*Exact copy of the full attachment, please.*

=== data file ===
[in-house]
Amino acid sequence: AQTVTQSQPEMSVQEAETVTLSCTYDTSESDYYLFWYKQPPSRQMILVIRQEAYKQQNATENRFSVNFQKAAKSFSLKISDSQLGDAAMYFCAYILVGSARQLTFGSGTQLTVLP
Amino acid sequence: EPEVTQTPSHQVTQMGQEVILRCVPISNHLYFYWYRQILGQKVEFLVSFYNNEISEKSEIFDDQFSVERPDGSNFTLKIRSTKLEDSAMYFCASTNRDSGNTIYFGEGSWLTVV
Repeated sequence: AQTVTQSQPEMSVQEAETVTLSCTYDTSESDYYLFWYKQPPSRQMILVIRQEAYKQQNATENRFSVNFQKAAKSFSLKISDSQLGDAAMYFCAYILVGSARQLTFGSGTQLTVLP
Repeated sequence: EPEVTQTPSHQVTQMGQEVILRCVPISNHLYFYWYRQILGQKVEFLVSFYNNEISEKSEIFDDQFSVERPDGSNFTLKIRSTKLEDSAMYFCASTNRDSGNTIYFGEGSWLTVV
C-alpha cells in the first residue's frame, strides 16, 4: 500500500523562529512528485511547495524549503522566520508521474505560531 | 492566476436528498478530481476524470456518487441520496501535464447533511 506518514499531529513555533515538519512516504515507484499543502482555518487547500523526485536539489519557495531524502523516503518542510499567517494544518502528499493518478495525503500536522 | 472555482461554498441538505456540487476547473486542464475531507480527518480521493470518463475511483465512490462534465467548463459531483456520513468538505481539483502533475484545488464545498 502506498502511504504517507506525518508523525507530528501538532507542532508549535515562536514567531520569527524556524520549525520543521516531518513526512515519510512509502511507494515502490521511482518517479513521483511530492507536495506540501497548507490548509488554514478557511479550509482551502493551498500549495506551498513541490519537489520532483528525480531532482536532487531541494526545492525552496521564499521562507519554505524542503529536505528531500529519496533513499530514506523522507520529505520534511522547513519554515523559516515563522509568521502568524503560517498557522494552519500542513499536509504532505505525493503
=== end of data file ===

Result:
[in-house]
Amino acid sequence: AQTVTQSQPEMSVQEAETVTLSCTYDTSESDYYLFWYKQPPSRQMILVIRQEAYKQQNATENRFSVNFQKAAKSFSLKISDSQLGDAAMYFCAYILVGSARQLTFGSGTQLTVLP
Amino acid sequence: EPEVTQTPSHQVTQMGQEVILRCVPISNHLYFYWYRQILGQKVEFLVSFYNNEISEKSEIFDDQFSVERPDGSNFTLKIRSTKLEDSAMYFCASTNRDSGNTIYFGEGSWLTVV
Repeated sequence: AQTVTQSQPEMSVQEAETVTLSCTYDTSESDYYLFWYKQPPSRQMILVIRQEAYKQQNATENRFSVNFQKAAKSFSLKISDSQLGDAAMYFCAYILVGSARQLTFGSGTQLTVLP
Repeated sequence: EPEVTQTPSHQVTQMGQEVILRCVPISNHLYFYWYRQILGQKVEFLVSFYNNEISEKSEIFDDQFSVERPDGSNFTLKIRSTKLEDSAMYFCASTNRDSGNTIYFGEGSWLTVV
C-alpha cells in the first residue's frame, strides 16, 4: 500500500523562529512528485511547495524549503522566520508521474505560531 | 492566476436528498478530481476524470456518487441520496501535464447533511 506518514499531529513555533515538519512516504515507484499543502482555518487547500523526485536539489519557495531524502523516503518542510499567517494544518502528499493518478495525503500536522 | 472555482461554498441538505456540487476547473486542464475531507480527518480521493470518463475511483465512490462534465467548463459531483456520513468538505481539483502533475484545488464545498 502506498502511504504517507506525518508523525507530528501538532507542532508549535515562536514567531520569527524556524520549525520543521516531518513526512515519510512509502511507494515502490521511482518517479513521483511530492507536495506540501497548507490548509488554514478557511479550509482551502493551498500549495506551498513541490519537489520532483528525480531532482536532487531541494526545492525552496521564499521562507519554505524542503529536505528531500529519496533513499530514506523522507520529505520534511522547513519554515523559516515563522509568521502568524503560517498557522494552519500542513499536509504532505505525493503